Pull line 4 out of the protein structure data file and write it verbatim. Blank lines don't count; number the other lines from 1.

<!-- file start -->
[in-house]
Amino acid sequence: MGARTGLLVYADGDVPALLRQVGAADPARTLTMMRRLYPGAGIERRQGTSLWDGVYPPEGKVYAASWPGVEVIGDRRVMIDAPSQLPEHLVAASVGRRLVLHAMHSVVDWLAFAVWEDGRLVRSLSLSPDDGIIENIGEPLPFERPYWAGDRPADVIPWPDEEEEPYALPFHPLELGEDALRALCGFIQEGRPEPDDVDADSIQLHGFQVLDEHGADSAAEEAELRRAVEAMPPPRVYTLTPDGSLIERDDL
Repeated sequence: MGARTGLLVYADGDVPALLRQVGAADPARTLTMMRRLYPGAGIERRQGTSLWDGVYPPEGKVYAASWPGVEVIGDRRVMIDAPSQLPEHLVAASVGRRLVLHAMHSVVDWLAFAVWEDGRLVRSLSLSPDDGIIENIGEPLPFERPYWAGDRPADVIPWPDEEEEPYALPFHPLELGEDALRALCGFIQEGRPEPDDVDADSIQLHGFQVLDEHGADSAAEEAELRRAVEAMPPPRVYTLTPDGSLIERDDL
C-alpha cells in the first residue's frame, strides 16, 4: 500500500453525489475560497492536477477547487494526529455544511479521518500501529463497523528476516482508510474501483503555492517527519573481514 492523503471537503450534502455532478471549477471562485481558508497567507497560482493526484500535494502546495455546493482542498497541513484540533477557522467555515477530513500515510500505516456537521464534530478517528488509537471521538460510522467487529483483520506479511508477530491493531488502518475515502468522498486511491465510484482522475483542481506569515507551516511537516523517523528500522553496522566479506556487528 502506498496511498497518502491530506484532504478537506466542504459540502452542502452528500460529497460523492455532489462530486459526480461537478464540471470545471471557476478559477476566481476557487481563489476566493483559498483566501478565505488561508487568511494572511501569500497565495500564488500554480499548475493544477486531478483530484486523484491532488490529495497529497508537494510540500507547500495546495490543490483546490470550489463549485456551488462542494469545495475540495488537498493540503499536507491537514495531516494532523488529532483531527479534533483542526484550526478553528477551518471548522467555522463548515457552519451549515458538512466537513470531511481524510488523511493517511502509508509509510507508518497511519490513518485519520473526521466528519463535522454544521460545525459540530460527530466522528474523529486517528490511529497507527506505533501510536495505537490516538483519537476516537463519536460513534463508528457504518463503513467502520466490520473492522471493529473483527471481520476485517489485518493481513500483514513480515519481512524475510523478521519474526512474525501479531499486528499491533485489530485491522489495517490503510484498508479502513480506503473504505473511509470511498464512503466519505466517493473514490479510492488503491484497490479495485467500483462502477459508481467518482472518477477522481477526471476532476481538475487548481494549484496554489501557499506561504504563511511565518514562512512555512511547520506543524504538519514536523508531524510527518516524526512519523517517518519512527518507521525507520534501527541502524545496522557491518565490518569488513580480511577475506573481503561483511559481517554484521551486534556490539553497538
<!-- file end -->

C-alpha cells in the first residue's frame, strides 16, 4: 500500500453525489475560497492536477477547487494526529455544511479521518500501529463497523528476516482508510474501483503555492517527519573481514 492523503471537503450534502455532478471549477471562485481558508497567507497560482493526484500535494502546495455546493482542498497541513484540533477557522467555515477530513500515510500505516456537521464534530478517528488509537471521538460510522467487529483483520506479511508477530491493531488502518475515502468522498486511491465510484482522475483542481506569515507551516511537516523517523528500522553496522566479506556487528 502506498496511498497518502491530506484532504478537506466542504459540502452542502452528500460529497460523492455532489462530486459526480461537478464540471470545471471557476478559477476566481476557487481563489476566493483559498483566501478565505488561508487568511494572511501569500497565495500564488500554480499548475493544477486531478483530484486523484491532488490529495497529497508537494510540500507547500495546495490543490483546490470550489463549485456551488462542494469545495475540495488537498493540503499536507491537514495531516494532523488529532483531527479534533483542526484550526478553528477551518471548522467555522463548515457552519451549515458538512466537513470531511481524510488523511493517511502509508509509510507508518497511519490513518485519520473526521466528519463535522454544521460545525459540530460527530466522528474523529486517528490511529497507527506505533501510536495505537490516538483519537476516537463519536460513534463508528457504518463503513467502520466490520473492522471493529473483527471481520476485517489485518493481513500483514513480515519481512524475510523478521519474526512474525501479531499486528499491533485489530485491522489495517490503510484498508479502513480506503473504505473511509470511498464512503466519505466517493473514490479510492488503491484497490479495485467500483462502477459508481467518482472518477477522481477526471476532476481538475487548481494549484496554489501557499506561504504563511511565518514562512512555512511547520506543524504538519514536523508531524510527518516524526512519523517517518519512527518507521525507520534501527541502524545496522557491518565490518569488513580480511577475506573481503561483511559481517554484521551486534556490539553497538